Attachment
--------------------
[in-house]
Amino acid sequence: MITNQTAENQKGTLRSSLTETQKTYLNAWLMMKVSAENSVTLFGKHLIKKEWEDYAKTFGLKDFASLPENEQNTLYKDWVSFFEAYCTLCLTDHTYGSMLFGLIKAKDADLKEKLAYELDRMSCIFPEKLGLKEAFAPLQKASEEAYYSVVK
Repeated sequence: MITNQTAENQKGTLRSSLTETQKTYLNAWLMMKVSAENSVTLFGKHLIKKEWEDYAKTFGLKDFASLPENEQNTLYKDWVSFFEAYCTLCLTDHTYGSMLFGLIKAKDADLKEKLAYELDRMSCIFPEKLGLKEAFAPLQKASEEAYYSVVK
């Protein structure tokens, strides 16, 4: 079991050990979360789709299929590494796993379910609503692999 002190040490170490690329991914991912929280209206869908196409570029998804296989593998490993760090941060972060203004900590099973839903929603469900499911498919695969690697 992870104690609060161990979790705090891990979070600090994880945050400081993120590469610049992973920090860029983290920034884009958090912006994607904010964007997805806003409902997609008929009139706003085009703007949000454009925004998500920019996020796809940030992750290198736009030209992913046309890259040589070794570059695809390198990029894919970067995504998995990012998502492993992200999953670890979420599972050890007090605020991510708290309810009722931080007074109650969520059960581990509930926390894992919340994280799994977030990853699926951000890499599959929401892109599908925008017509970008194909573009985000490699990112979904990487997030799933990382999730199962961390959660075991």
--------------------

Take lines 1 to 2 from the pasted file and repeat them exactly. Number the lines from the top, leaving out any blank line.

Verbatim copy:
[in-house]
Amino acid sequence: MITNQTAENQKGTLRSSLTETQKTYLNAWLMMKVSAENSVTLFGKHLIKKEWEDYAKTFGLKDFASLPENEQNTLYKDWVSFFEAYCTLCLTDHTYGSMLFGLIKAKDADLKEKLAYELDRMSCIFPEKLGLKEAFAPLQKASEEAYYSVVK